Keeping the lights on
I am interested in environmental matters and I am keen to adopt practices, products and technologies that make me more “green”. So I try to recycle more, drive less and save energy when I can. Much of this is voluntary, but some is becoming compulsory. Recently, a European directive resulted in the phasing out of standard 100w tungsten [incandescent] bulbs. Now we have to use these infernal low energy bulbs and I do not like them at all …
There is much to dislike about them. They are ugly, their light is cold and they do not tend to be bright enough. Many of them take quite a while to “warm up” to full brightness. I installed one in a guest toilet recently. It takes so long to become bright that, by the time it does reach a reasonable intensity, you have finished what you went in there to do. Many people leave such lights switched on to avoid the warm up, which rather defeats the object.
Switching lights off when they are not required is a very good way to save lots of energy. The trick is to make it easy. I have been in many offices which have motion-sensitive switches for the lights. You step into the room and the lights come on. When you leave, they go off again. This is only a problem if you sit in a room very still, as you can suddenly be plunged into darkness. This makes you jump, which solves the problem. Why aren’t these switches used more widely?
Another approach is to simply put switches in convenient and obvious places. I recently saw a technology that would make that much easier: wireless, batteryless switches. You put the switch relay [receiver] in line with the light itself. Then you can install as many switches [transmitters] as you want. As they need no power or wiring, you can be very creative with their location. The design is ingenious. When you press one of these switches, it has a satisfying “click”. This flexes a piece of material that generates just enough [piezo-electric?] power to send the transmission.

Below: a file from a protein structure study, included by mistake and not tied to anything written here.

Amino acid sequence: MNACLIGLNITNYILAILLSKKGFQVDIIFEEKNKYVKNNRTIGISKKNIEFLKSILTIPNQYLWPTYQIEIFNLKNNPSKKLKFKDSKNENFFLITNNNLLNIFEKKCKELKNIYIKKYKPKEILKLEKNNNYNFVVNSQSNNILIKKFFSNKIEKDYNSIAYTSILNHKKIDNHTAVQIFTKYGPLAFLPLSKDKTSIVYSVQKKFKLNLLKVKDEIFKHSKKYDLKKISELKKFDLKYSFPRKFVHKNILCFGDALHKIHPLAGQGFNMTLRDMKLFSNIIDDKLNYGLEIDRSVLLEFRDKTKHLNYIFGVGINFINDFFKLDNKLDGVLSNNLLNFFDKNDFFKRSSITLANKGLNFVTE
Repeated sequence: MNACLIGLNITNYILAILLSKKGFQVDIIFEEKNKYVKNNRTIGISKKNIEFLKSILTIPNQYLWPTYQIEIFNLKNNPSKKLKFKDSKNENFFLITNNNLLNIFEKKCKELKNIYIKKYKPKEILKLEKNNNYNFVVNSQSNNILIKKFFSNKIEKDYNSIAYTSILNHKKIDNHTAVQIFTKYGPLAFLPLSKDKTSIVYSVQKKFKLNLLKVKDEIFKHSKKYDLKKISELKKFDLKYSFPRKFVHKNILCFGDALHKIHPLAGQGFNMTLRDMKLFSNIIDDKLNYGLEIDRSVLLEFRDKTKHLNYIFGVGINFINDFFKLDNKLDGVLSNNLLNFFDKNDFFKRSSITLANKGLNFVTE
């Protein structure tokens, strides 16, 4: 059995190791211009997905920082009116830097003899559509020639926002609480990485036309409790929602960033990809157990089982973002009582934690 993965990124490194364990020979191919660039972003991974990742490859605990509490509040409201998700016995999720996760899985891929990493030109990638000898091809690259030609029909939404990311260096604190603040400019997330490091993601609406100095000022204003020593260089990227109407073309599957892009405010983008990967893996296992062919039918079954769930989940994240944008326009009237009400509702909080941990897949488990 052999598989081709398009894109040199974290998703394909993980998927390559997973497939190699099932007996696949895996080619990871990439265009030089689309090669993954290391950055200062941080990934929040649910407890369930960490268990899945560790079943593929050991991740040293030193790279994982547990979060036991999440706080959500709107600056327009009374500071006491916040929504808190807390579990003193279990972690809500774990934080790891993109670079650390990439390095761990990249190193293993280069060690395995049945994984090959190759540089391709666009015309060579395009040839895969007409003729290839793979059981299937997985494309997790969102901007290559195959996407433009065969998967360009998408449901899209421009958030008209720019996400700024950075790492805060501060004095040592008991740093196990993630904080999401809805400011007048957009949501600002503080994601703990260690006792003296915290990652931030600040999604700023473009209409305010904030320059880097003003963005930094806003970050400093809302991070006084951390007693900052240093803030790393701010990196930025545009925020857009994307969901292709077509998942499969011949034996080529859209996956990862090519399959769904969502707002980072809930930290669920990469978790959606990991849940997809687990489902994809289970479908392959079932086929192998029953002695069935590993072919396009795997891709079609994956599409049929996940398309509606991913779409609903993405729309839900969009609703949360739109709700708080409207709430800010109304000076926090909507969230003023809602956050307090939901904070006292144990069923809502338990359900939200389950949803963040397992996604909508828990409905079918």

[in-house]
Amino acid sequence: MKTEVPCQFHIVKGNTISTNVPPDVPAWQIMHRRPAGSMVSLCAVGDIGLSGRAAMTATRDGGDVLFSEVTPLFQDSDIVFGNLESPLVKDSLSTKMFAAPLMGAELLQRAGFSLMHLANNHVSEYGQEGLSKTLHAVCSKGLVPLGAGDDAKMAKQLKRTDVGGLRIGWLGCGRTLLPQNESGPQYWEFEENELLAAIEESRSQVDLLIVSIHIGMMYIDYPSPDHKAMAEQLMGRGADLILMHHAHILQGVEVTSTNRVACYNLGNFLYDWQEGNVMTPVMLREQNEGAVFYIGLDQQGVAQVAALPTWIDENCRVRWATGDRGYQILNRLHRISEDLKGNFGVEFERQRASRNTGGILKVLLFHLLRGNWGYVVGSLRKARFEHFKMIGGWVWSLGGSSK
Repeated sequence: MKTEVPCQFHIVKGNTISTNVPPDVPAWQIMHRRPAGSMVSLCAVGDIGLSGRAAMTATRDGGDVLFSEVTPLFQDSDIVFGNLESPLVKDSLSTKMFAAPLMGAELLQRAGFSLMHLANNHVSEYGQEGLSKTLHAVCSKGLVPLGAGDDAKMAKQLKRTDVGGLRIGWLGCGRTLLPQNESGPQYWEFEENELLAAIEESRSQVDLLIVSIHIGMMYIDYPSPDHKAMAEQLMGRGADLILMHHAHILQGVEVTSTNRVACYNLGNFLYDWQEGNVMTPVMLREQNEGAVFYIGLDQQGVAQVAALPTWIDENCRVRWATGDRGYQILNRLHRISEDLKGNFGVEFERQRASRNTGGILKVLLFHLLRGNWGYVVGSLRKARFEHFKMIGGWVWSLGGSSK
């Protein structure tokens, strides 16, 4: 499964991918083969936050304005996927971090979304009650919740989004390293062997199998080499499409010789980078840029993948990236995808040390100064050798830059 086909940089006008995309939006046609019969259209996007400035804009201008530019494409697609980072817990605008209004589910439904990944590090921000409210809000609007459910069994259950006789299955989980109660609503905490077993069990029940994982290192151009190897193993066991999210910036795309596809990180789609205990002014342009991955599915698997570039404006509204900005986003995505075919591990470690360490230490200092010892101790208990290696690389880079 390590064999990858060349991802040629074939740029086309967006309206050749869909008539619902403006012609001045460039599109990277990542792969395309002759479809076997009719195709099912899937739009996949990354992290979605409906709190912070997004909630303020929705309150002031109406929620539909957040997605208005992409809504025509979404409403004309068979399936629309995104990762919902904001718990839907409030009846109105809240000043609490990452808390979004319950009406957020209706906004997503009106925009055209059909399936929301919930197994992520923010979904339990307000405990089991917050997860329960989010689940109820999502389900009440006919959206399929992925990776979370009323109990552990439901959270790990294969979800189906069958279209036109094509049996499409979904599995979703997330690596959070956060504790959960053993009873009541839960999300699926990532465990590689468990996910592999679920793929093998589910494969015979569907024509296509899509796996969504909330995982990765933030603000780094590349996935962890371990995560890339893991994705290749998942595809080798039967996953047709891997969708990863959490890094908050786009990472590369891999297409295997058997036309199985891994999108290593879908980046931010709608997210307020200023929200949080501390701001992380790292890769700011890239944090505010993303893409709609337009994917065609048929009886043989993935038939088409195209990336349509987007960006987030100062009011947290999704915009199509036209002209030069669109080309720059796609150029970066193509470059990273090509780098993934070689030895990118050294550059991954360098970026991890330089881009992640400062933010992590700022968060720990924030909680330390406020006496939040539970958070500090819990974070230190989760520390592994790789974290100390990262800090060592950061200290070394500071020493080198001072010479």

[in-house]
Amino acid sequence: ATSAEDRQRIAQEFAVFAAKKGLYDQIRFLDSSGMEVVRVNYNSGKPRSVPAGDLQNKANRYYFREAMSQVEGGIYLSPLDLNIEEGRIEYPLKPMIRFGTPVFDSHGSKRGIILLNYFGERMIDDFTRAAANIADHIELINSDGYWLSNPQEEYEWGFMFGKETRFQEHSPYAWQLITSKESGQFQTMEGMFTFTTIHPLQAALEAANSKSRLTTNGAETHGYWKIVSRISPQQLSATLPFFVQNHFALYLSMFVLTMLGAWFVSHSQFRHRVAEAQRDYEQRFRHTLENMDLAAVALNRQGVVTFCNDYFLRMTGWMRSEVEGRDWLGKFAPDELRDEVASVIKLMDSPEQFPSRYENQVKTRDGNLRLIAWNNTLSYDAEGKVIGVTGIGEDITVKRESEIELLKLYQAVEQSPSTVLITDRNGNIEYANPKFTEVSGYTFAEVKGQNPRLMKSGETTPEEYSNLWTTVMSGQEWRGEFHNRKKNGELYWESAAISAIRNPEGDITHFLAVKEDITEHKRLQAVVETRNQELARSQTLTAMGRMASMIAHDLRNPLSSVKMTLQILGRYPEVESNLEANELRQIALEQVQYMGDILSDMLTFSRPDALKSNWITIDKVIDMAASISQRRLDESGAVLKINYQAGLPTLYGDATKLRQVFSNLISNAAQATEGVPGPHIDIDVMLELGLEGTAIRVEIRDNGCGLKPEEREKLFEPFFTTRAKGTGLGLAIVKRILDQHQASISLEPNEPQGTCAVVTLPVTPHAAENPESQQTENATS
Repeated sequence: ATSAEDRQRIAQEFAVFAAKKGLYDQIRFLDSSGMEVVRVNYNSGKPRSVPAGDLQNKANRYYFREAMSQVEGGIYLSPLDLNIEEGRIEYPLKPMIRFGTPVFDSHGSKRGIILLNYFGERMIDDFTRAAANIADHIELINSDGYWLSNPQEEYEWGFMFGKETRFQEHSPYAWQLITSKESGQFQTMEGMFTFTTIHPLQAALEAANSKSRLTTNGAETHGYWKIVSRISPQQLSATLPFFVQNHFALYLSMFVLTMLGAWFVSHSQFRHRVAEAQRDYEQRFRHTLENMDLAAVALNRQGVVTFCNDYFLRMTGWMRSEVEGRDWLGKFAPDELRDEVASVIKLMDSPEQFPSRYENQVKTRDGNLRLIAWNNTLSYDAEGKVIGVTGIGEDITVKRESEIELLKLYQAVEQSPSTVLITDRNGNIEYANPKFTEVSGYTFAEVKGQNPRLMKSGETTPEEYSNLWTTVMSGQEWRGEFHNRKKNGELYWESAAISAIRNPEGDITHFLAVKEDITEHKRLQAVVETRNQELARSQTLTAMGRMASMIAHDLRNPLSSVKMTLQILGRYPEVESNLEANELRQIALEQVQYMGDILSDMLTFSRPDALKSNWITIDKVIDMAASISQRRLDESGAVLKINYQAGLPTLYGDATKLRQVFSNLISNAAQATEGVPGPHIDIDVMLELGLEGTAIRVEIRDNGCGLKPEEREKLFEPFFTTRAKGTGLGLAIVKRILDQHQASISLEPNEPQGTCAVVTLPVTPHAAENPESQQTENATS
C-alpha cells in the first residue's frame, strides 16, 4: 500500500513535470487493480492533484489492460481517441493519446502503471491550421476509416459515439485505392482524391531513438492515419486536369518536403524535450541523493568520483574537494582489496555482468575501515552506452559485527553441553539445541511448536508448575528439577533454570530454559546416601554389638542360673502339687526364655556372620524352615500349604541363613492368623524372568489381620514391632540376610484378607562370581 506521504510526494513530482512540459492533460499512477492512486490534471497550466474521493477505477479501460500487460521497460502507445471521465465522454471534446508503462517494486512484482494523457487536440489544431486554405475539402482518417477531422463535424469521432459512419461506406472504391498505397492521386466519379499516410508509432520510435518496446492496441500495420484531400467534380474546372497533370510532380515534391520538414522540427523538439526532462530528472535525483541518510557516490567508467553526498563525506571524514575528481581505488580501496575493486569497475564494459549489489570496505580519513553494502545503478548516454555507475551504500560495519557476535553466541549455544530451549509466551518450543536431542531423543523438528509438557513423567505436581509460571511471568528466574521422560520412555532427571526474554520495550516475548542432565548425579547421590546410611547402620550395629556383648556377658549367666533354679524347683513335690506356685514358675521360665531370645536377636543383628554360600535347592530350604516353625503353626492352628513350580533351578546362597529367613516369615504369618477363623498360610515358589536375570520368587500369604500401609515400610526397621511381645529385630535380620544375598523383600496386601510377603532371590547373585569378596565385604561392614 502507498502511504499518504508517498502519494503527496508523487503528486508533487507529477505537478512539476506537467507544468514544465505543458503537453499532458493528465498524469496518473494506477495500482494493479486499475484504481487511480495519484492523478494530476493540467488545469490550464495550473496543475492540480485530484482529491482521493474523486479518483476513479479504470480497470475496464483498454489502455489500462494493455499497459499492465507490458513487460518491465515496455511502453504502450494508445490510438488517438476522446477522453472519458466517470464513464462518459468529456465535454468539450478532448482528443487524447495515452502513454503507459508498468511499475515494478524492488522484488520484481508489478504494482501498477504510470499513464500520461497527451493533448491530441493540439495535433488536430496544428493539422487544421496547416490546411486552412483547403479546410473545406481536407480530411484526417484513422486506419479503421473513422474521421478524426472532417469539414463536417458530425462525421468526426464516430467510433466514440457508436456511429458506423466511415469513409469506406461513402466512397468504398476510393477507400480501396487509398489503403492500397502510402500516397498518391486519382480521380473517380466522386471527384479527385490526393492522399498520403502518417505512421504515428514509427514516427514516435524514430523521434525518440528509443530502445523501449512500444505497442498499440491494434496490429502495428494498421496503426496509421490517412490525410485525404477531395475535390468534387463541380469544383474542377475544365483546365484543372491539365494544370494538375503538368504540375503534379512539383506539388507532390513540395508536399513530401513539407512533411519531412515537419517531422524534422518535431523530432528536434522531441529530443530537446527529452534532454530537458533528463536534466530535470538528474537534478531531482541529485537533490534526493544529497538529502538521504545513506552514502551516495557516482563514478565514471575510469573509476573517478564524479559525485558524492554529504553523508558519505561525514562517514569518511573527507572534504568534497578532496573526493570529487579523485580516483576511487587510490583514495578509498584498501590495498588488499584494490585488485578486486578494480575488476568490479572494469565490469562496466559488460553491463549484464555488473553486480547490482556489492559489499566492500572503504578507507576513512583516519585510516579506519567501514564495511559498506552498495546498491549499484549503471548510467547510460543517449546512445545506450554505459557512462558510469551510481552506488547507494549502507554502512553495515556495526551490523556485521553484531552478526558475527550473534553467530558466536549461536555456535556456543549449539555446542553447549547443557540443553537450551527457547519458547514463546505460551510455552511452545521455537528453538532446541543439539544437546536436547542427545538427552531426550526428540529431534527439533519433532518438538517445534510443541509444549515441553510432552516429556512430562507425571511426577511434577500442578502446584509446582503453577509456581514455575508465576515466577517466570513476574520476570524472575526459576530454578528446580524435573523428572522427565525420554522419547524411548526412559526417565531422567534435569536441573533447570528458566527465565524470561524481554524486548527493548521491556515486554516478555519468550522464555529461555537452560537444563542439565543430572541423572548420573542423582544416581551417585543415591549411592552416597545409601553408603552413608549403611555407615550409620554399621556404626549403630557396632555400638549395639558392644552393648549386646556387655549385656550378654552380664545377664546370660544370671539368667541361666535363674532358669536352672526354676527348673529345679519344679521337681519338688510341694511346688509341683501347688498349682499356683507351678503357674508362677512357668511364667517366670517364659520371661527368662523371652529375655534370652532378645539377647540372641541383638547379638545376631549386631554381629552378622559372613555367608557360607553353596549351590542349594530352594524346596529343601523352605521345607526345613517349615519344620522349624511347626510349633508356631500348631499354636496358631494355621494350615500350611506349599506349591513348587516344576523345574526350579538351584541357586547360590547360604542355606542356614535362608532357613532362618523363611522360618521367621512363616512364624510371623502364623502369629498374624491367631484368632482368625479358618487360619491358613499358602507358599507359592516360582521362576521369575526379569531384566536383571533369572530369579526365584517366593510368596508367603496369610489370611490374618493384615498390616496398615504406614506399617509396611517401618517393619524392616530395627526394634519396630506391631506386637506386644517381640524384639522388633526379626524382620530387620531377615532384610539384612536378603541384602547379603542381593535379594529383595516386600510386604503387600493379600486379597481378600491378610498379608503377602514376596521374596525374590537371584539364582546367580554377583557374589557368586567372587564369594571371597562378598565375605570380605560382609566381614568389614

I understand that there are various new technologies for lighting that will address the shortcomings of today’s offerings. LED lights seem promising, as they can deliver low energy and more acceptable color. Some new processes seem to be drastically reducing the cost.
There is a bit of a myth about tungsten bulbs: they waste energy. This is because only less than 10% of the electrical energy is used to make light. The rest is “wasted”. It is not really wasted, as energy cannot be destroyed. It is dissipated as heat. So, if the bulb is being used in a part of the world where heating is needed much of the year, the light just takes on some of the work and the central heating does correspondingly less.
I know a town where quite a lot of the street lights are still run on gas [with light-sensitive electronic ignition systems, of course]. Maybe that is the way forward …
I came across this story: http://news.bbc.co.uk/1/hi/magazine/8406923.stm – which seems to back up some of my points.